All this to say that Heraclitus was right: “No man ever steps in the same river twice, for it's not the same river and he's not the same man.”  But I like to think that I've spent that time gadding about profitably.  And we shall see what I make of "home" when I return with all the gifts God saw fit to bestow on me.

Friday, June 30, 2017

Anglophones in Japan Survey - Commentary and Analysis by INOUE Eido

Sakura, Osaka 2017
As some of you might know last year I did a study on Anglophones in Japan: a survey and over 30 follow-up interviews .  The data I collected was used for my Master's dissertation. I cannot thank the participants enough for their time; their answers produced a rich data set for analysis.  As promised, I sent the survey results to the participants who wanted to receive them.

I also have to thank those who were instrumental in spreading the news about the survey and encouraging people to participate.  I could not have reached so many people without their help.

One very helpful person was Inoue Eido, a naturalized Japanese citizen who writes for the excellent blog Becoming Legally Japanese.  This is a site in English where you can get very solid factual information about how to naturalize in Japan.  The FAQ is particularly useful because it answers some of the more common questions about things like Japanese naturalization laws and dual citizenship, and Why would anybody want to become Japanese?  

For those of you who are following the rising number of renunciations of American citizenship (which, to look at it more positively, means achieving citizenship in the country of residence) 10 of the blog contributors are former Americans.  Note, however, that there are also contributors from Canada, Great Britain, Nigeria, Ecuador, and Bangladesh.  This provides, I think, a better overall context for understanding renunciation/naturalization as a phenomenon that is hardly unique to US citizens.

Inoue-san was kind enough to promote my survey on the blog.  And after he had received the survey results, he asked if he could post them with his commentary on the site.  My response was, "I sent it to you because you and others were kind enough to participate and if you want to in turn send the survey results to your friends, your family or write up a response to it, you can."  To be very clear the results that I sent are the raw numbers and contain no identifying information. whatsoever. Also these were the survey results only and do not include any data about the interviews.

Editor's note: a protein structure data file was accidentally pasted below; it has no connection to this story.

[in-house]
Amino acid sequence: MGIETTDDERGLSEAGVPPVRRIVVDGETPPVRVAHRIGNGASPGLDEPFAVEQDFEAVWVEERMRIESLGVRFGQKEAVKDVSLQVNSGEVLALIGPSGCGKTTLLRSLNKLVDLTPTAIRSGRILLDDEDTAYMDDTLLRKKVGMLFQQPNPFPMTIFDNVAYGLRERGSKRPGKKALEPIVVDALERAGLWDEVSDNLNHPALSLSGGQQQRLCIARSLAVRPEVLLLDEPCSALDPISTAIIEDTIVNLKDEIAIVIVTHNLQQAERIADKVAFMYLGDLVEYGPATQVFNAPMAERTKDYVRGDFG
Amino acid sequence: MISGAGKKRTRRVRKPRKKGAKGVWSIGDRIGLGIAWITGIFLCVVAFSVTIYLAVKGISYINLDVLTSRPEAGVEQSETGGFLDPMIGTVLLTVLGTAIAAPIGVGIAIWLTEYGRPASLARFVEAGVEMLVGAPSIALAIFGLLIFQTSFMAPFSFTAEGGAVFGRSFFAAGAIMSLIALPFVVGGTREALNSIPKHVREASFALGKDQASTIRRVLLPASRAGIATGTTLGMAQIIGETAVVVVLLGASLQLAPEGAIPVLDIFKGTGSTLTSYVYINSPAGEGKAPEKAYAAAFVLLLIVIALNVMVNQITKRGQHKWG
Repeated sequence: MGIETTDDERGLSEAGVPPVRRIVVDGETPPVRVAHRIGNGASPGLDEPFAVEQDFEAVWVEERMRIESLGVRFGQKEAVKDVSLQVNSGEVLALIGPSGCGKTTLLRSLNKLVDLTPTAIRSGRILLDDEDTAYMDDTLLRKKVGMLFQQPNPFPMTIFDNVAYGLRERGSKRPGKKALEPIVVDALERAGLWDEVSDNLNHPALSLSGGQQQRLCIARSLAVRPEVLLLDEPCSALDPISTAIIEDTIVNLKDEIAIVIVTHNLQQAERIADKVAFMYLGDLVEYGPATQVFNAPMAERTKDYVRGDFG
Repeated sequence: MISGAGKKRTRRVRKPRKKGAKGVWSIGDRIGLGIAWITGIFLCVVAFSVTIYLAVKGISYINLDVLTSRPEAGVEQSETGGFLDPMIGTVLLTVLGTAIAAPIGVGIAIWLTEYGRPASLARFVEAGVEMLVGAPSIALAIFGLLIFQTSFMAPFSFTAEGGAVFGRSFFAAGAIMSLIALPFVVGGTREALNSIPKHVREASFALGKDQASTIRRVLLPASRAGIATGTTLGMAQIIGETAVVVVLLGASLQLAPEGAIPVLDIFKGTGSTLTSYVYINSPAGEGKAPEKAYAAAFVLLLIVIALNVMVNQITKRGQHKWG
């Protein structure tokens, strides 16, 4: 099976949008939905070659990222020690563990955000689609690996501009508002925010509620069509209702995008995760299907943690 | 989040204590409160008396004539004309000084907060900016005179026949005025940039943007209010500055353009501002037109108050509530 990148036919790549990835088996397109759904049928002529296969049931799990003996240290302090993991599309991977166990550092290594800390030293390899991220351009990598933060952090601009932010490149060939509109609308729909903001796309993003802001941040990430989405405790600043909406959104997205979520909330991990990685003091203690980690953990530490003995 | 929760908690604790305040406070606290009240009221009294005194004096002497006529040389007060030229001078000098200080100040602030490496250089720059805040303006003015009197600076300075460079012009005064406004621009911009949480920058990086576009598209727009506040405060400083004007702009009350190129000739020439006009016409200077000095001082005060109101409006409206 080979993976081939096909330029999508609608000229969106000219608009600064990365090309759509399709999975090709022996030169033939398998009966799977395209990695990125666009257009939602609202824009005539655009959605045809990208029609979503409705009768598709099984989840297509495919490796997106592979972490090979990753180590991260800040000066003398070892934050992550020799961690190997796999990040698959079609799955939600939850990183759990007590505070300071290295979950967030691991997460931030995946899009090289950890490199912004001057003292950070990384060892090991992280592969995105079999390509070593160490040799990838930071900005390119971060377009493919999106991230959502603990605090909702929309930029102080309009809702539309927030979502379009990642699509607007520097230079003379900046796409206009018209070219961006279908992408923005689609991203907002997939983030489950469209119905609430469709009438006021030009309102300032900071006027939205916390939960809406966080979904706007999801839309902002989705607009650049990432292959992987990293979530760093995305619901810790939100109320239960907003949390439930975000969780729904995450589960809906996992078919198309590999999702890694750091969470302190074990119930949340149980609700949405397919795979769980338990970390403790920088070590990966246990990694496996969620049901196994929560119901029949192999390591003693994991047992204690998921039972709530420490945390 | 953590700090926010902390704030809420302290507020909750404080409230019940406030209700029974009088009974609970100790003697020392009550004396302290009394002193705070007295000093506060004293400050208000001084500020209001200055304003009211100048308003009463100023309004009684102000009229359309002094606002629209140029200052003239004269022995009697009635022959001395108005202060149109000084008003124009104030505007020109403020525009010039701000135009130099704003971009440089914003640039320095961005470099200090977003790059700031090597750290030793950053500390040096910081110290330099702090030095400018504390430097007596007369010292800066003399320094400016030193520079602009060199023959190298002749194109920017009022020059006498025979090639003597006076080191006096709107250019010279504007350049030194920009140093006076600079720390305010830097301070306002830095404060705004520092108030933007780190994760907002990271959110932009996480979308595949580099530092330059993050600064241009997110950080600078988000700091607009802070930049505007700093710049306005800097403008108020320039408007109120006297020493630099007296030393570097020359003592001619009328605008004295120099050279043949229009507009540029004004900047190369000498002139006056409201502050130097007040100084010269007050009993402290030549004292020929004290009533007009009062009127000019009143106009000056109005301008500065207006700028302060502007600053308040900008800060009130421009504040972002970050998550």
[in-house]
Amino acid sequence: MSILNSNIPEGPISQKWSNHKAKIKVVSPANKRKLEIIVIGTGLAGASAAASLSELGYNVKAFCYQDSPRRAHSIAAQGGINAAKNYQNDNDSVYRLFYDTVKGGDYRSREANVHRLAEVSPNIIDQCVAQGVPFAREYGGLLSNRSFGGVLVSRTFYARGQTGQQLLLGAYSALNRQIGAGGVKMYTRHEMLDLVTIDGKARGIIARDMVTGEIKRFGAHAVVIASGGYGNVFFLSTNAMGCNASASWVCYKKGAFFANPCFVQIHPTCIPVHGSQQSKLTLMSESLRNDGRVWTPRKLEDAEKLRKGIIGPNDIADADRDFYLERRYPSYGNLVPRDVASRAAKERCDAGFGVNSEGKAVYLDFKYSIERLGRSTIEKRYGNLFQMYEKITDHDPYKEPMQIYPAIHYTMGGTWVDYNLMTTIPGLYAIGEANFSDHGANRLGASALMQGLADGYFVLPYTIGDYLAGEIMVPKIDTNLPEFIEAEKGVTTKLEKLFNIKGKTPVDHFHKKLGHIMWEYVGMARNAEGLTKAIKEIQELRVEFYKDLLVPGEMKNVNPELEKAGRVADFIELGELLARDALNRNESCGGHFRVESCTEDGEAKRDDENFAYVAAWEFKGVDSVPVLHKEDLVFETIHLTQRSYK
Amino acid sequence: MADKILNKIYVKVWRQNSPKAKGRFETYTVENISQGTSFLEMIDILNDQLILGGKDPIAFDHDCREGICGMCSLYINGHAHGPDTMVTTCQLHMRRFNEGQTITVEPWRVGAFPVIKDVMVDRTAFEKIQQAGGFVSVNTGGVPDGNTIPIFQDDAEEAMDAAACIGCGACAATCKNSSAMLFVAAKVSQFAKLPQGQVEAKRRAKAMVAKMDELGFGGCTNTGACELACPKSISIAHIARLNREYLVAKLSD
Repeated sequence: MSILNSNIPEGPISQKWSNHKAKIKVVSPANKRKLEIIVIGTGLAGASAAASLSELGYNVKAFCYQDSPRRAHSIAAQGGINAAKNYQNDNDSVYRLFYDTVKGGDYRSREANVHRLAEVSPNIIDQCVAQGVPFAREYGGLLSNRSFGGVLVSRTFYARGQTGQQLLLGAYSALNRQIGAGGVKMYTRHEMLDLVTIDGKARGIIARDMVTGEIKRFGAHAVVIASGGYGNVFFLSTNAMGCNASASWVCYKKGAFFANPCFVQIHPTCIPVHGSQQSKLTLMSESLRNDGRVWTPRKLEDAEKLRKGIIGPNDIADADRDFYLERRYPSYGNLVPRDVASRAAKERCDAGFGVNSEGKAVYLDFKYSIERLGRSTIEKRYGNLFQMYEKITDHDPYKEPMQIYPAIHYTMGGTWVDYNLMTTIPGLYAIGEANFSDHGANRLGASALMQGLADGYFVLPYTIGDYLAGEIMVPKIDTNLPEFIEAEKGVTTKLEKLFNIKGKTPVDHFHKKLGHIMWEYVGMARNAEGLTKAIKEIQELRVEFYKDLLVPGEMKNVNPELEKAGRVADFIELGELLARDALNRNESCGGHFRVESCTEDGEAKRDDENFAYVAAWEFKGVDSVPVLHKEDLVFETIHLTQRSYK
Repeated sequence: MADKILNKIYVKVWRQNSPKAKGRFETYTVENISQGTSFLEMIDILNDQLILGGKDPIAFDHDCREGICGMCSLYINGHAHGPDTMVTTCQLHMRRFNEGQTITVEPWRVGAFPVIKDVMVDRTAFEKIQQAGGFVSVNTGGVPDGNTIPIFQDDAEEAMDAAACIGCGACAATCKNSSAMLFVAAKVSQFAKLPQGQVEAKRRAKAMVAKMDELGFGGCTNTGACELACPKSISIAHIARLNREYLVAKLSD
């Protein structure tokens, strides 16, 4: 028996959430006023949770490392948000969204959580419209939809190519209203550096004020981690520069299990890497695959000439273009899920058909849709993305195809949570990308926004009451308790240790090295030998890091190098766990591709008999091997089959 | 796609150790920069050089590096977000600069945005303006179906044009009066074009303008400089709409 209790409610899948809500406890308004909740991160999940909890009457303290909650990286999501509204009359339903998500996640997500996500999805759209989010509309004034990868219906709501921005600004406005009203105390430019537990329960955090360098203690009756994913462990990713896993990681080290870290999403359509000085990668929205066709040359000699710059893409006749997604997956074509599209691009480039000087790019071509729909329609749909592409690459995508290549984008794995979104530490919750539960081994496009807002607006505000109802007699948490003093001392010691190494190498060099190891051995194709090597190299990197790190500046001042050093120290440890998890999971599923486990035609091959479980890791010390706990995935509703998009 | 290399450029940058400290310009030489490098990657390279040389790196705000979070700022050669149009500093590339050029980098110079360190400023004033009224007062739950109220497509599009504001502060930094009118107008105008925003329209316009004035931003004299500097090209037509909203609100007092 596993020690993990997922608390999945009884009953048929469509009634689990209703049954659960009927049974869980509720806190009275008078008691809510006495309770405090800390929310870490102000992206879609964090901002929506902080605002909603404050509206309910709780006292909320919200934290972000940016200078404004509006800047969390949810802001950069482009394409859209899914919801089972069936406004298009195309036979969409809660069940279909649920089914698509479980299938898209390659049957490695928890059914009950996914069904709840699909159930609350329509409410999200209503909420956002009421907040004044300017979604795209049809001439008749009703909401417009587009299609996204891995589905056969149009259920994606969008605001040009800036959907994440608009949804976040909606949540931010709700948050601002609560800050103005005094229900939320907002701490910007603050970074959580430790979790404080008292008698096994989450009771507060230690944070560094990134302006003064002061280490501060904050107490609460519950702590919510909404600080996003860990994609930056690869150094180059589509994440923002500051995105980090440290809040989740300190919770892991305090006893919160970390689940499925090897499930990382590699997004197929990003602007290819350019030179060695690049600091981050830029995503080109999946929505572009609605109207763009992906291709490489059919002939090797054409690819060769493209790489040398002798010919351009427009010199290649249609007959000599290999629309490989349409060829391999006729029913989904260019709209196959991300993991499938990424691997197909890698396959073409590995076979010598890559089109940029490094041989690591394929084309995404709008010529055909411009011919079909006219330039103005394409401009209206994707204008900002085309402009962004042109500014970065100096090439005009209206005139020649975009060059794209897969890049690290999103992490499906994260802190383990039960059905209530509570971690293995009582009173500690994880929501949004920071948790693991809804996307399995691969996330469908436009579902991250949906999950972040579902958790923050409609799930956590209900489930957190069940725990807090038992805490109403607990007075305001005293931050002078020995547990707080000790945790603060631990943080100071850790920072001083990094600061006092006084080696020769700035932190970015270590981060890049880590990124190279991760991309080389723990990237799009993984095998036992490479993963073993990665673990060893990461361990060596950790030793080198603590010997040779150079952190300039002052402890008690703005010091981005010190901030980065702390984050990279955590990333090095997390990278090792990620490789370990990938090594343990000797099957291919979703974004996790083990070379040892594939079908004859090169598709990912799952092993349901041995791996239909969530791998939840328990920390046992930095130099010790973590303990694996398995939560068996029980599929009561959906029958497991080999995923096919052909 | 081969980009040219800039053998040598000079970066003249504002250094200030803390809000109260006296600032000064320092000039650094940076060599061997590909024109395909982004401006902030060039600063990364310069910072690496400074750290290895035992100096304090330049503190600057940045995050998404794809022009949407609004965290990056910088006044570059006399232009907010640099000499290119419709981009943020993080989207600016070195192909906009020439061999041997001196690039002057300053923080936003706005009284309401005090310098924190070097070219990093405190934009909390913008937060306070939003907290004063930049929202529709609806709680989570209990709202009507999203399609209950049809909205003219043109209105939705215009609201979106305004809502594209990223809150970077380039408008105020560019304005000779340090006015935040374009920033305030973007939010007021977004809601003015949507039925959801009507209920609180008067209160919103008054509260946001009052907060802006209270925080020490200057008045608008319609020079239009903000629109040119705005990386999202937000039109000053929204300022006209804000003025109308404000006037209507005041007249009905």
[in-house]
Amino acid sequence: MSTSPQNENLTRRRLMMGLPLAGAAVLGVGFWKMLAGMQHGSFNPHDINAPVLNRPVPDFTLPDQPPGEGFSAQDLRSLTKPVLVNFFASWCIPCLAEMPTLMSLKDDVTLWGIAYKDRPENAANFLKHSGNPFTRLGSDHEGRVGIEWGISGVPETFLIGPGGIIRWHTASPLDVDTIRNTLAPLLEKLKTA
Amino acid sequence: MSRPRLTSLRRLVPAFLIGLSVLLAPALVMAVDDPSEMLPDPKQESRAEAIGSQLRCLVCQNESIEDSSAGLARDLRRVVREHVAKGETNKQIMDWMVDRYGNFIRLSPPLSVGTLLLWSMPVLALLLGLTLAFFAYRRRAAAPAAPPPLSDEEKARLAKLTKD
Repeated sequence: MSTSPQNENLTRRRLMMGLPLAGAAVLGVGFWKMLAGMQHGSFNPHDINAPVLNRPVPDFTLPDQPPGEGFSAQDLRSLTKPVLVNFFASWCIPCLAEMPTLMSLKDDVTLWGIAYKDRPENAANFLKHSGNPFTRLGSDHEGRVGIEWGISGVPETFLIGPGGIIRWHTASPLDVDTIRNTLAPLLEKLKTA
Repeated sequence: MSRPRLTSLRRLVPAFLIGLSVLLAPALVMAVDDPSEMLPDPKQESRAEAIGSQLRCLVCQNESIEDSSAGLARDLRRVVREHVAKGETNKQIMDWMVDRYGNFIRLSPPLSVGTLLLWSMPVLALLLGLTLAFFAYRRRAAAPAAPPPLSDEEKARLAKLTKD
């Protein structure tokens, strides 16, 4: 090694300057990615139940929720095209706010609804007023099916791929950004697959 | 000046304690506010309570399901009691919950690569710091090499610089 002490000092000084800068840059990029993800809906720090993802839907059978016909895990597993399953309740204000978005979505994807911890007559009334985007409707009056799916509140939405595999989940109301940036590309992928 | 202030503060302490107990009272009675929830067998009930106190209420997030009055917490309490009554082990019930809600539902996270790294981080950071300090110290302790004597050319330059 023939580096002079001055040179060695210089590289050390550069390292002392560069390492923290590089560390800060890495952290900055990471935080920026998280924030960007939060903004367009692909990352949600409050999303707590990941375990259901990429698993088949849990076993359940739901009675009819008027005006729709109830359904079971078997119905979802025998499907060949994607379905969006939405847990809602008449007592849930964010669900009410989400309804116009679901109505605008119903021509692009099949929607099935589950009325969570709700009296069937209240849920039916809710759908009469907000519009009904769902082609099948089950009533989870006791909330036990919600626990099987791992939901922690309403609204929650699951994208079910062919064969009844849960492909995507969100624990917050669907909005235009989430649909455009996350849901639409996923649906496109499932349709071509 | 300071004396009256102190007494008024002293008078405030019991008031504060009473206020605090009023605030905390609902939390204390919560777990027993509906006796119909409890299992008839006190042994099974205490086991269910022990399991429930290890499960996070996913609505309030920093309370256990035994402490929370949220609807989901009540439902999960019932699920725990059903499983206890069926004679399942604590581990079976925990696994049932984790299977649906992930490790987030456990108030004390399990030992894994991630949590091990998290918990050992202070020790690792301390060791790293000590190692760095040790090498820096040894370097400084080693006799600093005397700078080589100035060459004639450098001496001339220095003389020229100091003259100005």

Inoue-san has published his post and you can read it here: Analysis of "Native English Speaker in Japan Survey" Results.

Fascinating commentary.  I particularly appreciated his remarks on how the questions could have been refined.  As for the analysis, there are things I agree with and things I don't but that's perfect because it's the start of a conversation.  I was also very amused by his generalizations of the Anglophones who came to Japan in different eras:

"1945+: Those that came in the fifties and sixties came for their country (the Allied forces [U.S.] military).
1970: Those that came in the seventies came for God (missionaries).
1984: Those that came in the eighties came for the money (the "bubble era").
1993: Those that came in the nineties came for the women (relationships)
2001: … and those that came after the millennium came for the animé ☻."